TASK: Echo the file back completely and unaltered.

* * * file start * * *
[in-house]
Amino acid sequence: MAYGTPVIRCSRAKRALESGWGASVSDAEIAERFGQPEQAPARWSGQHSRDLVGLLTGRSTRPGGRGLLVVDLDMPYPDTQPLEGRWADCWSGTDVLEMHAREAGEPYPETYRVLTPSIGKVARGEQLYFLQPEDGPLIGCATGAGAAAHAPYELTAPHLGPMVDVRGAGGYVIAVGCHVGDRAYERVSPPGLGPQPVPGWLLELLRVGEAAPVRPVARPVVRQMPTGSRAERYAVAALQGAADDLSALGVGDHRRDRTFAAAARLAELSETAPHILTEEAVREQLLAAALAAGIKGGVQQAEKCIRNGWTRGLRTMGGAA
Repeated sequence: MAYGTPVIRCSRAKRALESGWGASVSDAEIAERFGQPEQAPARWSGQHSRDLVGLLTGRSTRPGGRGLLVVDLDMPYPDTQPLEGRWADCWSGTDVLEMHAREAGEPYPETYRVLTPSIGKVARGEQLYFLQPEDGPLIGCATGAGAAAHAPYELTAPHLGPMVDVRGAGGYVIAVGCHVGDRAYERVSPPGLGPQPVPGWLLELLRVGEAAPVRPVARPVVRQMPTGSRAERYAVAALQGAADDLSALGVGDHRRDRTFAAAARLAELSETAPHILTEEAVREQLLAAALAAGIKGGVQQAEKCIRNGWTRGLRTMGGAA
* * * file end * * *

[in-house]
Amino acid sequence: MAYGTPVIRCSRAKRALESGWGASVSDAEIAERFGQPEQAPARWSGQHSRDLVGLLTGRSTRPGGRGLLVVDLDMPYPDTQPLEGRWADCWSGTDVLEMHAREAGEPYPETYRVLTPSIGKVARGEQLYFLQPEDGPLIGCATGAGAAAHAPYELTAPHLGPMVDVRGAGGYVIAVGCHVGDRAYERVSPPGLGPQPVPGWLLELLRVGEAAPVRPVARPVVRQMPTGSRAERYAVAALQGAADDLSALGVGDHRRDRTFAAAARLAELSETAPHILTEEAVREQLLAAALAAGIKGGVQQAEKCIRNGWTRGLRTMGGAA
Repeated sequence: MAYGTPVIRCSRAKRALESGWGASVSDAEIAERFGQPEQAPARWSGQHSRDLVGLLTGRSTRPGGRGLLVVDLDMPYPDTQPLEGRWADCWSGTDVLEMHAREAGEPYPETYRVLTPSIGKVARGEQLYFLQPEDGPLIGCATGAGAAAHAPYELTAPHLGPMVDVRGAGGYVIAVGCHVGDRAYERVSPPGLGPQPVPGWLLELLRVGEAAPVRPVARPVVRQMPTGSRAERYAVAALQGAADDLSALGVGDHRRDRTFAAAARLAELSETAPHILTEEAVREQLLAAALAAGIKGGVQQAEKCIRNGWTRGLRTMGGAA